Derby's Heritage Part 11 - Old, New, Loved, Neglected
w/e 28 November 2010
All this week's pictures were taken with a Kodak DX6490
Heritage Walk Header

Alberto Semprini (1908 – 1990) found fame as a pianist on the BBC where for many years he had a radio programme of light music called "Semprini Serenade". He introduced the programme by saying: "Old ones, new ones, loved ones, neglected ones" and one or more of those words might easily be applied to each of the sites or buildings we encounter in this eleventh section of the Heritage Walk in Derby.

Rivermead House

Leaving the Little Chester area using Handyside's Bridge across the River Derwent we can see to the north the boathouses (left) of the Derby and Derwent Rowing Clubs that were established in 1879 and 1857. Our route though is along the path by the river (right) to the south which soon leads to a comparatively "new" building of Rivermead House (above).

Although there are many similar buildings to this throughout the country, the eleven storey Rivermead House built in 1963 earns its place in the heritage of the city by having the distinction of being Derby's first block of high rise council flats. Forty eight solar panels were installed on the roof of the building in 2009.
St Alkmund's Well

Turning right by Rivermead House and leaving the Derwent behind leads to St Alkmund's Well - the last of Derby's Holy wells. The son of a Northumbrian king, Alkmund was canonised for his defence of Christianity against the Danes in the eighth century. He was originally buried in Shropshire but secretly moved by monks to Northworthy (i.e. Derby) in 1140 when invaders threatened and a Saxon church was built near a spring to house his remains.
Well Street

The well stands at the junction of Bath Street and Well Street and as we head towards the site of St Alkmund's Church our route is up the steep and cobbled Well Street to North Parade.
Bath Street Mills

From Well Street we can see the frontage of the former Bath Street Mills of 1848 but now the building is a sorry sight following a devastating fire in 2009. The mills were built by George Holmes to spin and weave silk and were converted twenty years later for elastic web weaving. The company won numerous international awards in the 1860s, 70s and 80s and before the end of the century was employing between 200 and 300 people but they went out of business in the 1920s. The mill was still used by other concerns for a number of years, Spriggs' Cotton Mill closing in 1958. Eventually put up for sale in 2008, the building was a potential residential development before the 2009 fire curtailed that proposal. (For more information and pictures see the Derelict Places website and an article from 2008).
North Parade

Numbers 1 to 16 North Parade are Grade II listed buildings. The two terraces of eight houses in each were designed by William Smith of Derby and built between 1818 and 1822. The land on which they were built was made available by William Strutt (1756 – 1830), a civil engineer and a name well known in the cotton spinning industry. The fall of the land towards the river allows for an extra storey at the rear.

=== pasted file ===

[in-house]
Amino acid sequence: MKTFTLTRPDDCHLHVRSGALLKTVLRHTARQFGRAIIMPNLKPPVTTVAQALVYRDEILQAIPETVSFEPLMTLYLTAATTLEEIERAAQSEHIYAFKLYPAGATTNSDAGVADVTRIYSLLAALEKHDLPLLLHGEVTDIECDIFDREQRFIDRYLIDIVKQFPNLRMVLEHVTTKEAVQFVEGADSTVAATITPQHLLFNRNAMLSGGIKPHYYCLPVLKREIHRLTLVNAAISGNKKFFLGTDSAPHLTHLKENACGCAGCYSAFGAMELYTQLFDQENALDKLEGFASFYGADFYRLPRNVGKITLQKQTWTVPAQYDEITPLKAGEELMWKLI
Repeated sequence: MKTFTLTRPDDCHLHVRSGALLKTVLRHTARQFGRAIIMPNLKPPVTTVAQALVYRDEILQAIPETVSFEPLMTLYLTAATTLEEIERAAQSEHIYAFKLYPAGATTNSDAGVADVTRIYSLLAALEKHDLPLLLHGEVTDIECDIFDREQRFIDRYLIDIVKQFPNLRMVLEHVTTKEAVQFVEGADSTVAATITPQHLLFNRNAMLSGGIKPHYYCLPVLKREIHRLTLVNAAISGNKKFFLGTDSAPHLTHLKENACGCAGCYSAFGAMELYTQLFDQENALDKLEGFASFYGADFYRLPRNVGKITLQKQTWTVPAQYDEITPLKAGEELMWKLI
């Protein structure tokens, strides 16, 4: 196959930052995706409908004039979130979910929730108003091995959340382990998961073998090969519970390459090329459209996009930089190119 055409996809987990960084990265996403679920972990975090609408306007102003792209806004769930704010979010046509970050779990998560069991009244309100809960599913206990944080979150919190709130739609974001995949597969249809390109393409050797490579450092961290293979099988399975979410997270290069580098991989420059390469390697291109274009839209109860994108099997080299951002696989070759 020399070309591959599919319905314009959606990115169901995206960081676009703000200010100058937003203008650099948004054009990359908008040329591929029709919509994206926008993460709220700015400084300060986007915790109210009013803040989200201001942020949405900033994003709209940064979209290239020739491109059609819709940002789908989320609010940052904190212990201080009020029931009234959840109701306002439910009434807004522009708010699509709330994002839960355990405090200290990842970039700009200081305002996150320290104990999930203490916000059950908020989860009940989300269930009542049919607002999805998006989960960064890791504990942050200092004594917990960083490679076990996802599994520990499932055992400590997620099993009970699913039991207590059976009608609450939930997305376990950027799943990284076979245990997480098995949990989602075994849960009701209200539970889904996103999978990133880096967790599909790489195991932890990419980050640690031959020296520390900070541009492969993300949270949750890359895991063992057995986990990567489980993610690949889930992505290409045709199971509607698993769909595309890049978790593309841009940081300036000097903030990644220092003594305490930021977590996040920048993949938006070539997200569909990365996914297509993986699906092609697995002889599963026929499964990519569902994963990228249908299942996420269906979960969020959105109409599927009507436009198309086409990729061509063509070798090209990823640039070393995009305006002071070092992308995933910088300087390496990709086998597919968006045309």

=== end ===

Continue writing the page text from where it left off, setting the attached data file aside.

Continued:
At the far end of the terraces is an area of land (left) that is a former playground for a school. Before that however the land had been a burial ground attached to St Alkmund's Church, the church itself stood a little further on between Derby Cathedral on Queen Street and St Mary's Roman Catholic Church (right) on Bridge Gate. St Alkmund's Church was built in 1846 on the site of the earlier Saxon church dedicated to the city's patron saint but succumbed to the demolition hammer in 1967 to make way for the inner ring road that now bears the name St Alkmund's Way. The lid of St. Alkmund's coffin now rests in Derby museum and a modern church dedicated to the saint has been built on Kedleston Road in the city.
Convent of Mercy

Turning into Bridge Gate means we have now completed the Little Chester circuit and arrived back in front of St Mary's Church and from the footbridge over St Alkmund's Way we can get a good view of the Convent of Mercy that is housed in an early eighteenth century building.

Commemorative Brick

A brick in the wall of the convent commemorates the visit of Pope John Paul II to Britain in 1982.
St Helen's House

The first building we meet when moving from Bridge Gate into King Street is St Helen's House.This falls into the "old" category dating from 1766-67 but from the security fence around it and the rusty state of the blue plaque by the door, it sadly also appears to be in the "neglected" category too.

St Helen's House blue plaqueThe blue plaque states: "Joseph Pickford of Derby designed this house in 1767 for John Gisborne. From 1803 - 1830 it was the home of William Strutt F.R.S. and from 1830 -1861 that of his son, 1st Lord Belper, previously M.P. for Derby. From 1863 - 1966 it housed Derby School whose Royal Charter was granted in 1554 by Queen Mary." A Derby Civic Society leaflet describes St Helen's as "one of the most splendid of surviving provincial gentry townhouses" and also affirms that it is "a vital element on the edge of the World Heritage Site" so it is sad to see it standing in its current state.
The Seven Stars

Across from St Helen's House is the Seven Stars Inn which is a rare Derby timber framed building. The 1680 building has an earlier core but was not recorded as an inn until 1775 when it was known as "The Seven Stars otherwise The Plough". It is now a Listed Grade II building and until 1965 beer was still brewed on the premises. The neighbouring King Street China Factory had supplied mugs to the inn for consumption of the brew until the last one disappeared about 1945. There is some doubt as to whether it was broken or purloined!
 Back to Part 10
 The Derby Heritage Walk Index
Continued in Part 12

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